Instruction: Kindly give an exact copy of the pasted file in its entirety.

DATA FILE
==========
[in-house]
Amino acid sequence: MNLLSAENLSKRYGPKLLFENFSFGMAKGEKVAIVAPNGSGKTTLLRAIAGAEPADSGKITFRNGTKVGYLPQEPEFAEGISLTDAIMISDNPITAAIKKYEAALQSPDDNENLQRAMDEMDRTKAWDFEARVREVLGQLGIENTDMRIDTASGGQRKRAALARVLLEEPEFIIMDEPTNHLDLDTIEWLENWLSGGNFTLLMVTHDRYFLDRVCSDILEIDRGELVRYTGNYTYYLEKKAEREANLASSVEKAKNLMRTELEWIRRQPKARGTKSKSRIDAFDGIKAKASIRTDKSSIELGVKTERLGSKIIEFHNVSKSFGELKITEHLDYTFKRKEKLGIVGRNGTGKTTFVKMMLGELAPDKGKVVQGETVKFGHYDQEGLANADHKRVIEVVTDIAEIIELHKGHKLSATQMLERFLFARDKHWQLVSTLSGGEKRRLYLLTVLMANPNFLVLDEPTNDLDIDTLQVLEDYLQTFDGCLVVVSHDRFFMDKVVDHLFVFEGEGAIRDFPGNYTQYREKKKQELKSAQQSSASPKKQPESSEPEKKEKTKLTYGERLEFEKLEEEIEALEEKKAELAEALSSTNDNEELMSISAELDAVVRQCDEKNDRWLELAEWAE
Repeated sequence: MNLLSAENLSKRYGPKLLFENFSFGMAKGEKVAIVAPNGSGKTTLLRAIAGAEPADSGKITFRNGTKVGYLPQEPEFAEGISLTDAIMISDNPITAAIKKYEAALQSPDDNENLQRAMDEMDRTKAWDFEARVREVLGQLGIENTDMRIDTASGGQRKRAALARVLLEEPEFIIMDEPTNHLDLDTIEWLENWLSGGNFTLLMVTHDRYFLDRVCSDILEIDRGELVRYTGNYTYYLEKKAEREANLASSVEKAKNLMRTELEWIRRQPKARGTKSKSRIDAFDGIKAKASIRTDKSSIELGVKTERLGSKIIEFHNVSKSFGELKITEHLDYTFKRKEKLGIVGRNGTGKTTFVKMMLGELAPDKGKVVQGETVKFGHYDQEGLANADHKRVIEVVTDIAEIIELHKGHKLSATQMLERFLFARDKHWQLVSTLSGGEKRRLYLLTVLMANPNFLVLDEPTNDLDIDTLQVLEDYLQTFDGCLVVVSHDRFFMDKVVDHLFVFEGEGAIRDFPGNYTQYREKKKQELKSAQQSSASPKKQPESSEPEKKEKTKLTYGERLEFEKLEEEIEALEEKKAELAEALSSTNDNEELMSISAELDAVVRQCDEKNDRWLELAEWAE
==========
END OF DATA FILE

[in-house]
Amino acid sequence: MNLLSAENLSKRYGPKLLFENFSFGMAKGEKVAIVAPNGSGKTTLLRAIAGAEPADSGKITFRNGTKVGYLPQEPEFAEGISLTDAIMISDNPITAAIKKYEAALQSPDDNENLQRAMDEMDRTKAWDFEARVREVLGQLGIENTDMRIDTASGGQRKRAALARVLLEEPEFIIMDEPTNHLDLDTIEWLENWLSGGNFTLLMVTHDRYFLDRVCSDILEIDRGELVRYTGNYTYYLEKKAEREANLASSVEKAKNLMRTELEWIRRQPKARGTKSKSRIDAFDGIKAKASIRTDKSSIELGVKTERLGSKIIEFHNVSKSFGELKITEHLDYTFKRKEKLGIVGRNGTGKTTFVKMMLGELAPDKGKVVQGETVKFGHYDQEGLANADHKRVIEVVTDIAEIIELHKGHKLSATQMLERFLFARDKHWQLVSTLSGGEKRRLYLLTVLMANPNFLVLDEPTNDLDIDTLQVLEDYLQTFDGCLVVVSHDRFFMDKVVDHLFVFEGEGAIRDFPGNYTQYREKKKQELKSAQQSSASPKKQPESSEPEKKEKTKLTYGERLEFEKLEEEIEALEEKKAELAEALSSTNDNEELMSISAELDAVVRQCDEKNDRWLELAEWAE
Repeated sequence: MNLLSAENLSKRYGPKLLFENFSFGMAKGEKVAIVAPNGSGKTTLLRAIAGAEPADSGKITFRNGTKVGYLPQEPEFAEGISLTDAIMISDNPITAAIKKYEAALQSPDDNENLQRAMDEMDRTKAWDFEARVREVLGQLGIENTDMRIDTASGGQRKRAALARVLLEEPEFIIMDEPTNHLDLDTIEWLENWLSGGNFTLLMVTHDRYFLDRVCSDILEIDRGELVRYTGNYTYYLEKKAEREANLASSVEKAKNLMRTELEWIRRQPKARGTKSKSRIDAFDGIKAKASIRTDKSSIELGVKTERLGSKIIEFHNVSKSFGELKITEHLDYTFKRKEKLGIVGRNGTGKTTFVKMMLGELAPDKGKVVQGETVKFGHYDQEGLANADHKRVIEVVTDIAEIIELHKGHKLSATQMLERFLFARDKHWQLVSTLSGGEKRRLYLLTVLMANPNFLVLDEPTNDLDIDTLQVLEDYLQTFDGCLVVVSHDRFFMDKVVDHLFVFEGEGAIRDFPGNYTQYREKKKQELKSAQQSSASPKKQPESSEPEKKEKTKLTYGERLEFEKLEEEIEALEEKKAELAEALSSTNDNEELMSISAELDAVVRQCDEKNDRWLELAEWAE